How cloud computing will impact the channel

Derek Singleton, ERP Analyst, Software Advice

The evolution and proliferation of cloud technologies is impacting internal IT departments. As we go forward, this breed of technology will require IT professionals to develop a new set of skills to keep up with the changing dynamic of business applications.

However, IT professionals aren’t the only ones that will need to adapt to the cloud, the channel and reseller community is poised to undergo some disruption as well.

Over the next five to ten years, opportunities to resell software and hardware will dwindle as more companies adopt cloud-based systems. For instance, complex manufacturing resource planning (MRP) systems–an application once thought impossible to run in the Cloud–are offered under a software-as-a-service (SaaS) model today.

Previously, purchasing and deploying an MRP system meant resellers could make sales with the servers and configuration needed to run the application. That’s starting to change. To be sure, most MRP software is still sold as an on-premise application, but it’s indicative of how processes for software procurement, implementation, and training will change in the cloud age. For instance, value-added resellers (VARs) will need to adapt to compete in the times ahead by changing their current service offerings.

In this evolving market, VARs need to offer more sophisticated services and embrace the coming changes to avoid being left behind. Partnership with a successful cloud vendor is essential, but vendors are finite. That’s why there’s a land grab going on. The strategic VAR will enter the brawl now and get to these vendors before competitors can.

The ideal cloud partner for the VAR will have three key attributes:

  • A bright outlook such that their product will be in demand
  • Plans to develop a VAR channel in addition to selling directly
  • Partner support in the form of software development kits (SDKs), co-marketing and training.

But the territorial victory of partnership is only the beginning of the cloud transition. Next, VARs should make five bold moves to gain a sturdy foothold in the market.

The 5-Step cloud era VAR survival playbook:

1. Specialize. Narrow your focus to a vertical market or application category, rather than defining your company by its geographic territory. Cloud vendors are still building up their core applications, so the industry-specific capabilities aren’t yet up to par with those of on-premises systems like Microsoft Dynamics and Epicor. Be the first to develop vertical extensions for a major cloud-based system, and learn to speak the buyer’s language. Alternatively, gain expertise with one application category, such as business intelligence or accounting.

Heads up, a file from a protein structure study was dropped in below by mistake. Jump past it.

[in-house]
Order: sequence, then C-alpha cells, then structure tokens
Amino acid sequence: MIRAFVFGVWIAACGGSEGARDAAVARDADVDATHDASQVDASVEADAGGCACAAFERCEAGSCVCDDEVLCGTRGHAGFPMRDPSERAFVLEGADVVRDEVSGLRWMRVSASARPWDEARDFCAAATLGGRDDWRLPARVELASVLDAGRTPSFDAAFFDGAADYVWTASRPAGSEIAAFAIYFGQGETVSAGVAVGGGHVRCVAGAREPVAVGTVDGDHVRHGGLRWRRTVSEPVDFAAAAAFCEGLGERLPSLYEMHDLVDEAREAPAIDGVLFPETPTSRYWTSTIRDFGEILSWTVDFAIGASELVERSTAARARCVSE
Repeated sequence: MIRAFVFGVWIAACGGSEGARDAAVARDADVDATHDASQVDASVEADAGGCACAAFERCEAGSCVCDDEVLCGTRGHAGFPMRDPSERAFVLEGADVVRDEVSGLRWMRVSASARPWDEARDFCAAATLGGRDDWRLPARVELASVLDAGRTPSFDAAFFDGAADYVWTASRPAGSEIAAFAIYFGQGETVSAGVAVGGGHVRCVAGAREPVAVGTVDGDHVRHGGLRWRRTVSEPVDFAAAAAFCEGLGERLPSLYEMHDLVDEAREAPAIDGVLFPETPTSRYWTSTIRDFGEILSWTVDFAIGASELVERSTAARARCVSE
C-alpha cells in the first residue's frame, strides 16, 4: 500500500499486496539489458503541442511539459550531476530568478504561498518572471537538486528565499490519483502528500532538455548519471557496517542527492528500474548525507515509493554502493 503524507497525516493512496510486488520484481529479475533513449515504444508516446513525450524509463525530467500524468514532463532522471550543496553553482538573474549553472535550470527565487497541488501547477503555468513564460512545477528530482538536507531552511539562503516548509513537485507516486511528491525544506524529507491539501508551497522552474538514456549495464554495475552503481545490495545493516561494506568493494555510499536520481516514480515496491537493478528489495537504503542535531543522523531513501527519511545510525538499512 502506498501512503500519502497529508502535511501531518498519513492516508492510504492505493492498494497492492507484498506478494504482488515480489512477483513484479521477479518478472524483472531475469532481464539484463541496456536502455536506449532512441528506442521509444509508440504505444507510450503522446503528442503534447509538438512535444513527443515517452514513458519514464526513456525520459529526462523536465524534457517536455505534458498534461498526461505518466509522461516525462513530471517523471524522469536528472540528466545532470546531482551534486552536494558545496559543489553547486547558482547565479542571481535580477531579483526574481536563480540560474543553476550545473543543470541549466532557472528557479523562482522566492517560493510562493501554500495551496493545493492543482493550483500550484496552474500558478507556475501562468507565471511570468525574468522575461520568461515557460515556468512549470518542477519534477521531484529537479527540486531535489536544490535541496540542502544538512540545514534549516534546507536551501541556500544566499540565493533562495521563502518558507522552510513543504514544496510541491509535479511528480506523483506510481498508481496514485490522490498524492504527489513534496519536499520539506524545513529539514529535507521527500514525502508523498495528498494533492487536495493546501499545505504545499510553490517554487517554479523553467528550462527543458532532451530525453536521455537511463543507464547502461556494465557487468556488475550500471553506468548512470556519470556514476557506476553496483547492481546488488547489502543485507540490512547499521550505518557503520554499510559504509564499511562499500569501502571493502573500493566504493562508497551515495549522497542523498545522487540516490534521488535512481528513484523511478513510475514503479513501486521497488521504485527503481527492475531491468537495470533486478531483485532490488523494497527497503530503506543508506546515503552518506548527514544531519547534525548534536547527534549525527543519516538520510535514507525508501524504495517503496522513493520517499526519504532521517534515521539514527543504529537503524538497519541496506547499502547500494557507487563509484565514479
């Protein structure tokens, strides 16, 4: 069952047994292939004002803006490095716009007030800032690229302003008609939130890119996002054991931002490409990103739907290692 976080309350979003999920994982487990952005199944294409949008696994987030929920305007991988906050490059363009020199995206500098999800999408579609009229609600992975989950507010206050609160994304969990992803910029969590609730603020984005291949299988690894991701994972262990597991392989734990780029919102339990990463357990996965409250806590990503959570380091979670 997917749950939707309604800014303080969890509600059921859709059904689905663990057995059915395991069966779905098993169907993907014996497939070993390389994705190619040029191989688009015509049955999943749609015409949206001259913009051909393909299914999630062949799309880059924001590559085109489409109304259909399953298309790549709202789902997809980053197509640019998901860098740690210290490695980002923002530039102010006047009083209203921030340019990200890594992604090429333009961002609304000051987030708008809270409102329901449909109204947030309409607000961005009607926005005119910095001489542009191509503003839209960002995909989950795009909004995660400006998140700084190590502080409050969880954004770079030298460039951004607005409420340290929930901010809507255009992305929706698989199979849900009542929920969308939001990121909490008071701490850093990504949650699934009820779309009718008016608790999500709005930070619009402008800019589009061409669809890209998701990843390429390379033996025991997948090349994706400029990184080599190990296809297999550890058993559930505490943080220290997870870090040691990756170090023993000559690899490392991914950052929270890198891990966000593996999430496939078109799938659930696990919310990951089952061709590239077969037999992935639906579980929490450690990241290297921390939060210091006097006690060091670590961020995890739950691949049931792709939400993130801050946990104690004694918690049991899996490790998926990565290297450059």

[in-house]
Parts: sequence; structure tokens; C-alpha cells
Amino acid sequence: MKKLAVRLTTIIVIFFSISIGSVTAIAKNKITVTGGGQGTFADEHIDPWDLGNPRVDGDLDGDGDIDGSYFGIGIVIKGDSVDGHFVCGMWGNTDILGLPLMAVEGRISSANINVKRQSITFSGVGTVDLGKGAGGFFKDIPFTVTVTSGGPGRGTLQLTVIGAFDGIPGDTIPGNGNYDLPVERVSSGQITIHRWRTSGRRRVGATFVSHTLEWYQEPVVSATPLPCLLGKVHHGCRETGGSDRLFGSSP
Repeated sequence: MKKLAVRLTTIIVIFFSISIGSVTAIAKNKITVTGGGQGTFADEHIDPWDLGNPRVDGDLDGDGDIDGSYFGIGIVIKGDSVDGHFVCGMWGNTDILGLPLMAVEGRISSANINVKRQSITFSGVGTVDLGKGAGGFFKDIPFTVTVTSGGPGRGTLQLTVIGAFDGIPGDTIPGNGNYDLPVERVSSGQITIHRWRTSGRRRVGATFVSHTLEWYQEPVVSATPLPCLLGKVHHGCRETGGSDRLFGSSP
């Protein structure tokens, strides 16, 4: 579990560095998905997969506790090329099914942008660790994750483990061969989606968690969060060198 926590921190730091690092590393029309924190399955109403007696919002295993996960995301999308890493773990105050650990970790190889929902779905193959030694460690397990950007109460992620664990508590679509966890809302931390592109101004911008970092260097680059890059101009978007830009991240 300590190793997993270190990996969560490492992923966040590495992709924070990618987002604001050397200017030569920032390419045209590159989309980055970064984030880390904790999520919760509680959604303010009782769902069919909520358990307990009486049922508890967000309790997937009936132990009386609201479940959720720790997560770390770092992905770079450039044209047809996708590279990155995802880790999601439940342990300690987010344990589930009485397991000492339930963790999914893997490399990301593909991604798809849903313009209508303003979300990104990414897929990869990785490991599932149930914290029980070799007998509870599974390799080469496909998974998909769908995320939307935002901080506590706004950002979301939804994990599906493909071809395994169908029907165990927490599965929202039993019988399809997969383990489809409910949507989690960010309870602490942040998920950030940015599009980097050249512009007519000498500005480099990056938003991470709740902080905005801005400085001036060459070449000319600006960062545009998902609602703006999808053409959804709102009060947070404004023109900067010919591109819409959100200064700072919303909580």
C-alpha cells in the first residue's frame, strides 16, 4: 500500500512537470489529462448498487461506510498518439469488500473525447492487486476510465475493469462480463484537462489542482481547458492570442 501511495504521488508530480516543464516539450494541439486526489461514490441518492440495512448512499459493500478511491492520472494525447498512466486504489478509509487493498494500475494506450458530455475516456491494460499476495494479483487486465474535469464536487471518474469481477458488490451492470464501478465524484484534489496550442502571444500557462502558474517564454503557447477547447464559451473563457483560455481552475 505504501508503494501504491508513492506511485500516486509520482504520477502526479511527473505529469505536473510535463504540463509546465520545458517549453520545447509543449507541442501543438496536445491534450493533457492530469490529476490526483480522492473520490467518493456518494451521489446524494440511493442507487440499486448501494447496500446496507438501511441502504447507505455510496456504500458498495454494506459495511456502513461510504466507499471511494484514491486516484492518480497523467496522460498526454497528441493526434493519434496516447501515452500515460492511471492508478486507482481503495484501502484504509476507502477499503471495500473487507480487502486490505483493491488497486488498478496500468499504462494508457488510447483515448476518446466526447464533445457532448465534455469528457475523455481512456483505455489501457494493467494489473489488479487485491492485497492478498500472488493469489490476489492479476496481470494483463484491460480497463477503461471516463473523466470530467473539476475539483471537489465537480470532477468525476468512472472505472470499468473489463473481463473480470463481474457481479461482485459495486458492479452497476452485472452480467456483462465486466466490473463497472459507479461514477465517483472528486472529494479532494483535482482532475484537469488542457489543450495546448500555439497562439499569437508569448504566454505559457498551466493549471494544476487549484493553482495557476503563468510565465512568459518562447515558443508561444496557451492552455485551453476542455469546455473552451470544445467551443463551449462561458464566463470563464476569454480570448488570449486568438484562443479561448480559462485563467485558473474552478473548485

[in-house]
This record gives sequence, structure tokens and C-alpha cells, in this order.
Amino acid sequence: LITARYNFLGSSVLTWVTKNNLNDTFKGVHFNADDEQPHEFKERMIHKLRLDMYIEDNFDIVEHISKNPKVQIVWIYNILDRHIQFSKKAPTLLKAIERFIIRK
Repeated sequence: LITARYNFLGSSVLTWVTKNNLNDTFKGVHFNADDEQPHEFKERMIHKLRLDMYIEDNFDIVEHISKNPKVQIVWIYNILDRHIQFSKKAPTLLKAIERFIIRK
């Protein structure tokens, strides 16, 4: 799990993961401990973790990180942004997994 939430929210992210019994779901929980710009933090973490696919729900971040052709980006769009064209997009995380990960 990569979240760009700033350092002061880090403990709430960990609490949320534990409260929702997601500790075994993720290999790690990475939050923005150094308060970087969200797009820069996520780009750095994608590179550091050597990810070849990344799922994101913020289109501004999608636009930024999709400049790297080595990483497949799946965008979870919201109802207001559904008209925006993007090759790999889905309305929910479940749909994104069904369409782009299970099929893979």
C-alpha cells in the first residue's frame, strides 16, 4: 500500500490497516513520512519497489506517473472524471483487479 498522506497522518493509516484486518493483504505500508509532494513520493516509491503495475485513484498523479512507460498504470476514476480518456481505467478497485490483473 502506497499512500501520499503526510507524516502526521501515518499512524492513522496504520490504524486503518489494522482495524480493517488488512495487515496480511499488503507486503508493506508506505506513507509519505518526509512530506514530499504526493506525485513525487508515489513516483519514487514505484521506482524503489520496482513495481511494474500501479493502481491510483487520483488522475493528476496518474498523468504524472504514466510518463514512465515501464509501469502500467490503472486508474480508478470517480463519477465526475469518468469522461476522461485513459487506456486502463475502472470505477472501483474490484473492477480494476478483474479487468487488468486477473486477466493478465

2. Develop competency on a leading Platform-as-a-Service (PaaS). You’ve probably learned at least one SDK for on-premises systems. Now you must do the same for new cloud products. Learn and specialise in developer tools for a cloud-based platform like SuiteFlex (NetSuite) or Force.com (Salesforce.com). You can build your own applications and customisations, and then market them. You’ll build credibility in the eyes of both vendors and customers. The time is now to invest in cutting-edge skills for the future before it’s too late.

3. Make the cloud’s efficiency work for you. Just as the centralised nature of cloud-based software benefits customers, it can also benefit VARs. With cloud-based systems, there’s far less need to send staff to the site. Use the extra time to start an internal, centralised sales team serving a broader territory. You can become as good at inside sales – or better than – the ISV. ISVs respect sales machines. The same applies to service. Retrain your team to service customers remotely, such that they can serve multiple clients in a day.

4. Offer technology-enabled services. Because cloud-based systems are accessible anywhere, it’s easier to become a seamless extension of the customer’s organisation. Offer business process outsourcing. Some core business processes – accounting, for example – are essential, but don’t offer competitive advantage. Develop internal competencies so customers can outsource these operations to you. If you’re a former accountant-turned-VAR, get closer to your roots. Apply your domain expertise to services like collections, procurement, and reporting.

5. Promote the cloud to your existing customer base. If you can’t beat ‘em, join ‘em. We’re entering a major platform transition – there will soon be an incredible shift to cloud-based systems. Get in on the action now and embrace it. Your biggest asset is your existing customer base, so help them transition to the cloud. Don’t try to sell against a secular trend. If your customers are unaware of the cloud, explain the benefits and sell cloud systems to replace on-premises ones. Keep pace with the new technology at all costs.

This blog post was written by analyst Derek Singleton of Software Advice, a website the reviews ERP software vendors. 

Share with us your thoughts. How are you seeing the channel change? Please leave me a note in the comments section below.

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